Show menu
Shooting People
By continuing to browse this website you are agreeing to allow us to use cookies

Premiere status requirements for SHORTS

What's the deal with Premiere status requirements at particular film festivals?

As a director with a finished short, I'd like to get it seen but I am not keen on holding out for certain submission requirements. Most generally premiere status applies to features however I've started to notice the odd rule for shorts at a handful of high-end festivals.

How does the festival know whether or not its screened elsewhere? Also what counts as a screening? And who regulates this? There are many small screenings outside of film festivals for shorts but no one would know about these right?

Dilemma: In an incredibly optimistic fashion, what if you had entered two festivals at the same country around the same time and were selected at both, would you have to withdraw if the prestigious festival has premiere status?

  • Hi. I'm a Producer with shorts circulating festivals at the moment. There's a broadly accepted rule to approaching festivals. You're obviously prioritising premium festivals, which is the right way to start, then moving to more specialised festivals as time goes on.

    For shorts most festivals don't demand premiere status, but clearly state that they will give preference for it. Anything that constitutes a public screening (i.e. anything other than an invitation-only viewing of the film) would breach premiere status. So even if it's a tiny local festival or some such, you would be undermining your chances with many festivals. You're right that they may never find out, but if they do your film will be thrown out and you risk making a bad name for yourself. The same applies if your film is uploaded online publicly, and once it's up there you can never get it back!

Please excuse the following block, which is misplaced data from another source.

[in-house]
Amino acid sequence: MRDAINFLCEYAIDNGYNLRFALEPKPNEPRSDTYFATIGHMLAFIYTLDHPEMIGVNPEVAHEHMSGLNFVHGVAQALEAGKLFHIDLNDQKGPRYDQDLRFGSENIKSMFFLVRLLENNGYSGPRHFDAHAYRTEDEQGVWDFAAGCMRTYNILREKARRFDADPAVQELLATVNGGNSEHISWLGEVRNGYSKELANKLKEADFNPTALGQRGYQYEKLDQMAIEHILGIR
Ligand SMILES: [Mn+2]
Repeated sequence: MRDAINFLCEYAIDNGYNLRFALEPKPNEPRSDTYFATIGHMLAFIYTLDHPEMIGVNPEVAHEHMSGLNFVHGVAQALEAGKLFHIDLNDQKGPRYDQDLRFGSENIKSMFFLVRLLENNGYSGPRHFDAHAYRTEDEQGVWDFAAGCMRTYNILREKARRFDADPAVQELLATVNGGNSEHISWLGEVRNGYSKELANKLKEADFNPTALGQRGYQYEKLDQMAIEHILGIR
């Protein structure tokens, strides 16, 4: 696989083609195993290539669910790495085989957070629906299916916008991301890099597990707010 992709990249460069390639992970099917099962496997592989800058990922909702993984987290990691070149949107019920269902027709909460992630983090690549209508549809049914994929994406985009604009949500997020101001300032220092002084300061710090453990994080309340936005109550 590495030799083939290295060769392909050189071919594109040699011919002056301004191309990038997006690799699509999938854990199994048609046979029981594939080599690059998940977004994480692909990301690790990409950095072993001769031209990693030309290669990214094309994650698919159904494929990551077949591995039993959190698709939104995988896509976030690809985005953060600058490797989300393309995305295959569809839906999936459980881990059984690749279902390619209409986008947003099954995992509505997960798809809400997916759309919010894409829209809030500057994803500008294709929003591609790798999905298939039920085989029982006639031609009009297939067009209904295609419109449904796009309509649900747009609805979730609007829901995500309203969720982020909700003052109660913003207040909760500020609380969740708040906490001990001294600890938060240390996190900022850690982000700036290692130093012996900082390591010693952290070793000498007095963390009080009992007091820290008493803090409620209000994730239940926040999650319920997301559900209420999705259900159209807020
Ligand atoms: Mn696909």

And yes, in the case of your incredibly optimistic scenario, if you were shortlisted for two festivals that both demanded premiere status, you would almost certainly have to withdraw from one of them. The point is, if they're that good a festival that they want the most exclusive content, then it's worth YOU prioritising THEM.

    Of course, it's all very good in theory, but you might not get selected for any! Still, if you do it wrong from the start, you're potentially seriously undermining your chances. It's a long game, so play it right and be patient!

    7 years ago
  • With two shorts that have played every continent (and yes, I'm working on Antarctica too :), I can assure you that many if not most festivals are unconcerned with premiere status for short films. Premiere status matters most for feature films, where a festival can be instrumental for helping to secure distribution, thereby raising their own profile. This is why fests like Sundance, SxSW, Tribeca, Cannes, Toronto, Hamptons, etc. make demands for exclusivity. However, even Sundance plays shorts that have screened at multiple fests prior. Or, for example, a fest like Seattle Int'l,
    consistently named a top 5 fest in the U.S., only asks for a Seattle premiere when they could demand a West Coast premiere if they wanted. My last short BEDFELLOWS played one major fest which demanded a premiere in its country, but still played mine even though we had shown in another city months earlier. The same happened to a short I know at one of the above mentioned fests. In other words, if a fest likes your work, they will want to show your film.